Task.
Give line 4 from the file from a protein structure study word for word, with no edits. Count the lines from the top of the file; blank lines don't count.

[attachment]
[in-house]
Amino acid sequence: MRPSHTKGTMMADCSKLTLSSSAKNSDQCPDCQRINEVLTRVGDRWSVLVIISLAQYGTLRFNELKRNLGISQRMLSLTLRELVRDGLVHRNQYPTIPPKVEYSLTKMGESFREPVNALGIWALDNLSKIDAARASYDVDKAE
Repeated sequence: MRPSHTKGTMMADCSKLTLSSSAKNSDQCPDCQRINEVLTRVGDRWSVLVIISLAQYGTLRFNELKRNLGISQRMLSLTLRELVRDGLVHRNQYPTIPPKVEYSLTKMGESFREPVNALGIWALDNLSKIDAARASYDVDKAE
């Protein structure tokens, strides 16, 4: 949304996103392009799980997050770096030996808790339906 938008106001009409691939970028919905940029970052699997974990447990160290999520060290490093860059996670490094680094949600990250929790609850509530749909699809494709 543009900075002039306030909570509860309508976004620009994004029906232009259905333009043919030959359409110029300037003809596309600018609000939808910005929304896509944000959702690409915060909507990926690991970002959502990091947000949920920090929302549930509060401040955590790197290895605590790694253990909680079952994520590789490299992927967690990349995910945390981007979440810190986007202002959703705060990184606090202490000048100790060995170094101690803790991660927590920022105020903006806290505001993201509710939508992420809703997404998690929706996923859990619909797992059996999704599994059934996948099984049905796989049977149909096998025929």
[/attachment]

């Protein structure tokens, strides 16, 4: 949304996103392009799980997050770096030996808790339906 938008106001009409691939970028919905940029970052699997974990447990160290999520060290490093860059996670490094680094949600990250929790609850509530749909699809494709 543009900075002039306030909570509860309508976004620009994004029906232009259905333009043919030959359409110029300037003809596309600018609000939808910005929304896509944000959702690409915060909507990926690991970002959502990091947000949920920090929302549930509060401040955590790197290895605590790694253990909680079952994520590789490299992927967690990349995910945390981007979440810190986007202002959703705060990184606090202490000048100790060995170094101690803790991660927590920022105020903006806290505001993201509710939508992420809703997404998690929706996923859990619909797992059996999704599994059934996948099984049905796989049977149909096998025929």